The MSc Forensic Psychology course provides a strong emphasis on the application of Forensic Psychology in professional practice, and practising Forensic psychologists are employed by the School to lecture on the course. All of the more theoretical modules include topics on how the theory is applied in practice. The MSc reflects the academic skills underpinning the application of psychology to a forensic setting.
MSc Forensic Psychology attends to victims and offenders. With regard to the latter, it follows the progression of an offender from their first contact with the criminal justice system until their eventual release into the community and/or transfer to conditions of less security. The role of on-going assessment, intervention and throughcare are emphasised throughout.
LEARNING ENVIRONMENT AND ASSESSMENT
This course is delivered through lectures, seminars, practical workshops and independent learning sessions. Taught units account for 75 per cent of the award. The primary purpose of the taught component is to further students’ academic knowledge (including of advanced research methodology) and how this can be applied to Forensic Psychology in practice. The remaining 25 per cent of the course is based on an advanced research project; a substantial empirical investigation that will make a contribution to Forensic Psychology.
A number of our graduates acquire trainee forensic psychologist positions, or go on to other careers associated with the Legal and/or Criminal Justice System.
The MSc Forensic Psychology course does not directly source work experience and does not offer placements, yet does actively support students in seeking employment, being paid or voluntary.
The major aim of this postgraduate course is to equip psychology graduates with the British Psychological Society Graduate Basis for Chartered Membership (GBC) for Stage 1 professional training in Forensic Psychology, and to equip them with some of the knowledge needed for future practice as Chartered Forensic Psychologists, following completion of Stage 2 training - a minimum of two years supervised practice.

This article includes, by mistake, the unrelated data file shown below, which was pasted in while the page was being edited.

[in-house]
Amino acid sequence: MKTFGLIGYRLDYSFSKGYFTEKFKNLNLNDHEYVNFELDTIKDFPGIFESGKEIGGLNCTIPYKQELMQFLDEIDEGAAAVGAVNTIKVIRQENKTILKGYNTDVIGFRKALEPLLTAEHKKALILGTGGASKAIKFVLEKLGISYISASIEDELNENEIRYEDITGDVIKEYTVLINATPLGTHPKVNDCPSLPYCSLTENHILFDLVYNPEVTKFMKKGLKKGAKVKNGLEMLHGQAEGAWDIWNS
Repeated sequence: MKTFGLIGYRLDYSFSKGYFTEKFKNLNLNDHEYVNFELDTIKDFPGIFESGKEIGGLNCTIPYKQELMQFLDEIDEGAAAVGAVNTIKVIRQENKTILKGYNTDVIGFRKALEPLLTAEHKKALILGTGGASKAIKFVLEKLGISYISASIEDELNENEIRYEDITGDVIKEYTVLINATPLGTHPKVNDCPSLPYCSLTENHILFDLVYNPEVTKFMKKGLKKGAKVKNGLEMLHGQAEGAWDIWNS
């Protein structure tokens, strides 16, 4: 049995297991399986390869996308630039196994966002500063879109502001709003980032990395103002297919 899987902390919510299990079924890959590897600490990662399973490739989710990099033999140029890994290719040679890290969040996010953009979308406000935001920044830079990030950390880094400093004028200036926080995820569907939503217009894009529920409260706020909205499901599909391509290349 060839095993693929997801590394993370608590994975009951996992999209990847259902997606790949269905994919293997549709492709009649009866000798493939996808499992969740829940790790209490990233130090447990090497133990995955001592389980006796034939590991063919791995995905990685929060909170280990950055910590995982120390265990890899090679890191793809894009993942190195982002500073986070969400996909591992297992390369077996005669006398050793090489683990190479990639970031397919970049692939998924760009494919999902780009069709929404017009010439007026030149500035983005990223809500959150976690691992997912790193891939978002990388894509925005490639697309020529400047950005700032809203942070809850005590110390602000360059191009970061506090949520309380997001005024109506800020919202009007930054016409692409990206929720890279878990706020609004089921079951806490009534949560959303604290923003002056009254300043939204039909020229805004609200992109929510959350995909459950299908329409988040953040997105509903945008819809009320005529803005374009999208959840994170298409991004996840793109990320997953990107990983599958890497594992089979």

MSc Forensic Psychology reflects the academic skills underpinning the application of psychology to a forensic setting. It is currently accredited by the British Psychological Society to provide Stage 1 (academic) training for Full Membership of the Division of Forensic Psychology. In common with other accredited MSc courses, Stage 2 training for Full Membership (supervised practice element) is not provided via the MSc.
This course incorporates changes reflecting the demand for quality training within the UK and other EU countries. The course aims to facilitate and evaluate student competence in core academic areas of forensic psychology, through supportive seminars, lectures, coursework, examination and independent study and research supervision. A final aim is to facilitate and evaluate student competence in the production of a research project designed to assess their ability to integrate core information from the course, implement it within a research setting, and demonstrate a good level of organisational and communication skills. Stage 2 training (a minimum of two years supervised practice) is not provided by the MSc and students will need to complete Stage 2 in order to qualify a Forensic Psychologists. The MSc does not contribute towards Stage 2 training.
The course comprises nine compulsory modules, which include advanced methods in psychology, applying psychology to the legal process, attributes of offenders and victims, forensic mental health, forensic risk assessment (including HCR-20 training), professional practice, intervention with offenders, and a research dissertation. Teaching methods include lectures, seminars and self-directed study and assessment is by a combination of exam and coursework.
Students should have a minimum of an upper second class honours degree in Psychology (or an equivalent Psychology qualification) recognised by the BPS as conferring GBC. Students with a degree that does not confer GBC, but has a good match of curriculum, and/or with a relevant lower second class honours degree, but showing a good final year performance, including a good quality dissertation/research project, will be considered on an individual basis.
03 March 2017
Recipient: University of Central Lancashire
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